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readme.md

Darkwire.io

GitHub release

Simple encrypted web chat. Powered by socket.io, the web cryptography API. This project is an example of how client side encryption works and how you can integrate it as a chat service.

Hosted Service (Darkwire.io)

As of January 11, 2018, Darkwire.io is no longer provided as a hosted service. You may set up your own version of Darkwire by using the server and client code located in the repository below.

Darkwire Server

Darkwire server is a Node.js application that requires redis.

darkwire-server

Darkwire Web Client

The Darkwire.io web client is written in JavaScript with React JS and Redux.

darkwire-client

Running Darkwire Locally

To quickly get up and running, we recommend using Docker and Docker Compose.

$ docker-compose pull && docker-compose up

Darkwire client will be binded to port 80 while the server is on port 3000. Go to http://localhost. This will also start a redis instance running on port 6379.

If running in a public environment, be sure the modify ENV_VARS via docker-compose.yml.

environment:
    - API_HOST=dwserver
    - API_PROTOCOL=http
    - API_PORT=3000

Contributing to Darkwire

Run setup-dev.sh to automatically clone server/client files and install dependencies, or clone the client and server repositories.

  1. Create a Pull Request for the respective service with detailed changes
  2. Wait for review and/or merges

Security

Please report any security issues to hello@darkwire.io.

Legacy Darkwire

If you are trying to access the legacy stable version of darkwire, you can use the oldest tag before v2.0.0 which is v1.6.0 or checkout the legacy branch.

How it works

Darkwire uses a combination of asymmetric encryption (RSA-OAEP), symmetric session keys (AES-CBC) and signing keys (HMAC) for security.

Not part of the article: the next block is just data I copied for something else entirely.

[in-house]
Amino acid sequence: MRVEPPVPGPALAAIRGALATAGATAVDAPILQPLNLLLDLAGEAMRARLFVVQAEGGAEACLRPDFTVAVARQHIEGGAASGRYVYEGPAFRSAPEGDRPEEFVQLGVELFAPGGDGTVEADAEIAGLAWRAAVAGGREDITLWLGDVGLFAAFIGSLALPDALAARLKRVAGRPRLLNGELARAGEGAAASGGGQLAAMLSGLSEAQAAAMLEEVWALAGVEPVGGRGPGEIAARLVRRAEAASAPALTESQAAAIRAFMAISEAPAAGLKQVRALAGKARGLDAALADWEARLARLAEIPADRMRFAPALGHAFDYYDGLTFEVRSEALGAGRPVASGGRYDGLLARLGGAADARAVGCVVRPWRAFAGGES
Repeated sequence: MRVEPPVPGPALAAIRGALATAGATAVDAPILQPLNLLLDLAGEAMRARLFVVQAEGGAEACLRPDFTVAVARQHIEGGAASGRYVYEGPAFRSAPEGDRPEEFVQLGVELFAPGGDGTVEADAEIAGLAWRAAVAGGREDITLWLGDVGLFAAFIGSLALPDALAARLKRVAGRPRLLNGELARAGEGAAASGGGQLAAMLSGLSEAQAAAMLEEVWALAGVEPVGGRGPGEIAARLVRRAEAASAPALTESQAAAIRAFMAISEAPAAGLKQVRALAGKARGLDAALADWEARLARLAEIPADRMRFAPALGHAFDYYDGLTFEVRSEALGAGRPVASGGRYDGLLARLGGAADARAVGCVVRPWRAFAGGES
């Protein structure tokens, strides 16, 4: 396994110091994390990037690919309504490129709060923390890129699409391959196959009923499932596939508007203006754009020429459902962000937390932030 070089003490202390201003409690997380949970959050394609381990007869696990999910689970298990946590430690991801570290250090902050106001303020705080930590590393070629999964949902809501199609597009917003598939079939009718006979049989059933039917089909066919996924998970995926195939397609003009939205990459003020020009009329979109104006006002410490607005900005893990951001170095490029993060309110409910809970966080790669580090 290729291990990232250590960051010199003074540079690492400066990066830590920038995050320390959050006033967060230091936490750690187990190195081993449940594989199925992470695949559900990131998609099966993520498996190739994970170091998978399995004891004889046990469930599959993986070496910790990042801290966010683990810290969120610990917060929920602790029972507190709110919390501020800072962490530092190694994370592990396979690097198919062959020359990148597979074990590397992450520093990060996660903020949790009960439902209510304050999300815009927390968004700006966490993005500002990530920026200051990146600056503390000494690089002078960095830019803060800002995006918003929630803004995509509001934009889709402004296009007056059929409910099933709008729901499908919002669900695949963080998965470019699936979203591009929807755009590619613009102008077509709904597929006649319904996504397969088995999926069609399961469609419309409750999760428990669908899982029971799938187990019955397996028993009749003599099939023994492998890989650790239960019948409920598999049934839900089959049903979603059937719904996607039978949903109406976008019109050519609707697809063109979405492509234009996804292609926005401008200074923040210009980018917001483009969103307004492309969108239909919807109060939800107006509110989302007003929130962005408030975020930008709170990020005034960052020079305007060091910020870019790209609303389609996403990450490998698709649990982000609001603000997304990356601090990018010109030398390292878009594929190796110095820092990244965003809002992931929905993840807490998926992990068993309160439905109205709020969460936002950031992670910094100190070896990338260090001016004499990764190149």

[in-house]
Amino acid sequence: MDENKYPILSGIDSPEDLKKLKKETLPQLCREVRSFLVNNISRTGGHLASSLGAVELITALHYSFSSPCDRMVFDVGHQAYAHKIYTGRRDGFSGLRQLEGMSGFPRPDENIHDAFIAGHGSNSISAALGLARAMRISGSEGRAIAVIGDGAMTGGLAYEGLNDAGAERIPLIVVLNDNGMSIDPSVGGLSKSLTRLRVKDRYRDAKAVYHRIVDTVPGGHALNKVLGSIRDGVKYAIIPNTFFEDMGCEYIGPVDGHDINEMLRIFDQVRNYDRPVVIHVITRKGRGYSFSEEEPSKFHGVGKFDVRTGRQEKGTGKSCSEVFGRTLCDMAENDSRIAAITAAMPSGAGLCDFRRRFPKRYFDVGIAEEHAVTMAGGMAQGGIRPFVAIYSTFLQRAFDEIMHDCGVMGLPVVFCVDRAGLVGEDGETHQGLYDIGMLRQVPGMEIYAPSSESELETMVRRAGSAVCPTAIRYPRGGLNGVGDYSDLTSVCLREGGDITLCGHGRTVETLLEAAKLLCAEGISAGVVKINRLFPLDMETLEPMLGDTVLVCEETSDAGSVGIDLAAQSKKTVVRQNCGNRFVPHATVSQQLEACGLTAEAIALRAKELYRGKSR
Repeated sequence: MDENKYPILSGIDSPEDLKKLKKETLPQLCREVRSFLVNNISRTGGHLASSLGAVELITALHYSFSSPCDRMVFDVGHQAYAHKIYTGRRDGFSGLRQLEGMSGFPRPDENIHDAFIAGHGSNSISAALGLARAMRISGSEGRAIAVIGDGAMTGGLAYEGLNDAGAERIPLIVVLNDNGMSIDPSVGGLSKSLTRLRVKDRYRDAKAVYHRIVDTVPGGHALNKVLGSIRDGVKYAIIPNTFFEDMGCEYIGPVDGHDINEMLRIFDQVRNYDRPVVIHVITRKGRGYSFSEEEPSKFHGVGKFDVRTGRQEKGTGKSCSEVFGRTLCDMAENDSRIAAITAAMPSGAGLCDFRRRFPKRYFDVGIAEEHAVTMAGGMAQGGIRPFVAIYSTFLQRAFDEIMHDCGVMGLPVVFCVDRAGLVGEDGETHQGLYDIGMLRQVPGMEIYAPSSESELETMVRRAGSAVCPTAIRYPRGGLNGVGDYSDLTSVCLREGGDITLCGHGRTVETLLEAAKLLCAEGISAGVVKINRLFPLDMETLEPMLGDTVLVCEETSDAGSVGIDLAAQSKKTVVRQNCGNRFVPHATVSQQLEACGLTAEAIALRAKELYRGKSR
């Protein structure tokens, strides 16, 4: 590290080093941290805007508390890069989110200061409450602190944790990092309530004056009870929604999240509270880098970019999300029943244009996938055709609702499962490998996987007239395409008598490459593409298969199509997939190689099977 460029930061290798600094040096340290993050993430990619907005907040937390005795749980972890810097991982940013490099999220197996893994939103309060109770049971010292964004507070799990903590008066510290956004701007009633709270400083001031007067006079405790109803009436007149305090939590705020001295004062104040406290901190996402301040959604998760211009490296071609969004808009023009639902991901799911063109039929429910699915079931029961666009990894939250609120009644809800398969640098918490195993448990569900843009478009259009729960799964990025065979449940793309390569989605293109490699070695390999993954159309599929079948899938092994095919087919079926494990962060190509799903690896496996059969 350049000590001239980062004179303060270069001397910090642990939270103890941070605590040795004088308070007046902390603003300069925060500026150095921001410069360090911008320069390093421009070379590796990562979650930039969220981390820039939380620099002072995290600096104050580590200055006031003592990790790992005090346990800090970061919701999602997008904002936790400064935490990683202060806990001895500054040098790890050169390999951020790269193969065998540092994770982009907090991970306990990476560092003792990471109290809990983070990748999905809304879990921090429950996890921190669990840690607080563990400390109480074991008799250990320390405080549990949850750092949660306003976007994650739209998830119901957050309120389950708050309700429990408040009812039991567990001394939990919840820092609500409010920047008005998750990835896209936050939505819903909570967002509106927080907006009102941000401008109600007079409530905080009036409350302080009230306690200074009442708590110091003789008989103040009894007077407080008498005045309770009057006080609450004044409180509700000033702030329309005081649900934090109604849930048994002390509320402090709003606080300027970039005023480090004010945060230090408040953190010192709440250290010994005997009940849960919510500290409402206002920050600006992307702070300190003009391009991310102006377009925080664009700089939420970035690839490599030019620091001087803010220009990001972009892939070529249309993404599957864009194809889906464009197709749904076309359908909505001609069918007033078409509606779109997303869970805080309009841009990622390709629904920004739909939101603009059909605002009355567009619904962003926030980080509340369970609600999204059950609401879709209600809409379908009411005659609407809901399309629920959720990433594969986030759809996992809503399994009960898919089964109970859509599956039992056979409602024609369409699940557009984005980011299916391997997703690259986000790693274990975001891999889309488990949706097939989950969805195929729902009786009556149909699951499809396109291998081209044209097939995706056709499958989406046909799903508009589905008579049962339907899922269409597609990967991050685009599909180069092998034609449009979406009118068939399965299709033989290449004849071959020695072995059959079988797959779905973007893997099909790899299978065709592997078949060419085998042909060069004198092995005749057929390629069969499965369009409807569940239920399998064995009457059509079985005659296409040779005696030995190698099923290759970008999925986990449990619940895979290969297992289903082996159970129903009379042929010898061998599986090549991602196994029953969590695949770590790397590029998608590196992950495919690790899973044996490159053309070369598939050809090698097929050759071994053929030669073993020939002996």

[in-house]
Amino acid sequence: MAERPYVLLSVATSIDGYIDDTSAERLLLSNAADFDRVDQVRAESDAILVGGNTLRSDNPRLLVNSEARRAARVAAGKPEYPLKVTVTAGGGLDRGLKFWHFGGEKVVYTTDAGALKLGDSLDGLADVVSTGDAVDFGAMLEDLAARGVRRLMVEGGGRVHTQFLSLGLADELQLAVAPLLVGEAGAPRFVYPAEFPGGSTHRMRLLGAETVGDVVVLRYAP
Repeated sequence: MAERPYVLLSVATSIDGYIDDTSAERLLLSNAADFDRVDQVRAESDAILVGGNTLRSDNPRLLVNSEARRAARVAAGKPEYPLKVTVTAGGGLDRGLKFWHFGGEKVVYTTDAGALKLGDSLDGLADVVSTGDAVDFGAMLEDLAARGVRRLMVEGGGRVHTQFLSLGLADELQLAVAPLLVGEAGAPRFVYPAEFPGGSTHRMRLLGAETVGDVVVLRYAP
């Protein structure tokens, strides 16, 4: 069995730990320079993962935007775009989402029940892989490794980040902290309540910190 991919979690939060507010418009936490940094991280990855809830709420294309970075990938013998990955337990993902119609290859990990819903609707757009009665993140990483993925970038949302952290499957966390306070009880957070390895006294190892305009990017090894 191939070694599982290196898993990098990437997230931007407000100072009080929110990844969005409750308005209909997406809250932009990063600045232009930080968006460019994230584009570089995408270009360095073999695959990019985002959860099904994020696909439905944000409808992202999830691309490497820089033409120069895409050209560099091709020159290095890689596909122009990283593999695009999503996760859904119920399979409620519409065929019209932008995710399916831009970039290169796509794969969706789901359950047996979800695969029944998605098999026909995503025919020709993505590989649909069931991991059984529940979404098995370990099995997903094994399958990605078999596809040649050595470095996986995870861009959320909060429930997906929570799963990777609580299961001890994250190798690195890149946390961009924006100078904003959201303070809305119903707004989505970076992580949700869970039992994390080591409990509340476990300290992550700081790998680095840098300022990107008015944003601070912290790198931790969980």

Here's an overview of a chat between Alice and Bob (also applies to group chats):

  1. Bob creates a room and immediately creates a public/private key pair (RSA-OAEP).
  2. Alice joins the room and also creates a public/private key pair. She is sent Bob's public key and she sends Bob her public key.
  3. When Bob goes to send a message, three things are created: a session key (AES-CBC), a signing key (HMAC SHA-256) and an initialization vector (used in the encryption process).
  4. Bob's message is encrypted with the session key and initialization vector, and a signature is created using the signing key.
  5. The session key and signing key are encrypted with each recipient's public key (in this case only Alice, but in a group chat multiple).
  6. The encrypted message, initialization vector, signature, encrypted session key and encrypted signing key are sent to all recipients (in this case just Alice) as a package.
  7. Alice receives the package and decrypts the session key and signing key using her private key. She decrypts the message with the decrypted session key and vector, and verifies the signature with the decrypted signing key.

Group chats work the same way because in step 5 we encrypt keys with everyone's public key. When a message is sent out, it includes encrypted keys for everyone in the room, and the recipients then pick out the ones for them based on their user ID.

Man-in-the-middle attacks

Darkwire does not provide any guarantee that the person you're communicating with is who you think they are. Authentication functionality may be incorporated in future versions.

File Transfer

Darkwire encodes documents (up to 1MB) into base64 using btoa and is encrypted the same way chat messages are.

  1. When a file is "uploaded", the document is encoded on the client and the server recieves the encrypted base64 string.
  2. The server sends the encrypted base64 string to clients in the same chat room.
  3. Clients recieving the encrypted base64 string then decrypts and decodes the base64 string using atob.

Sockets & Server

Darkwire uses socket.io to transmit encrypted information using secure WebSockets (WSS).

Rooms are stored in memory on the server until all participants have left, at which point the room is destroyed. Only public keys are stored in server memory for the duration of the room's life.

Chat history is stored in each participant's browser, so it is effectively erased (for that user) when their window is closed.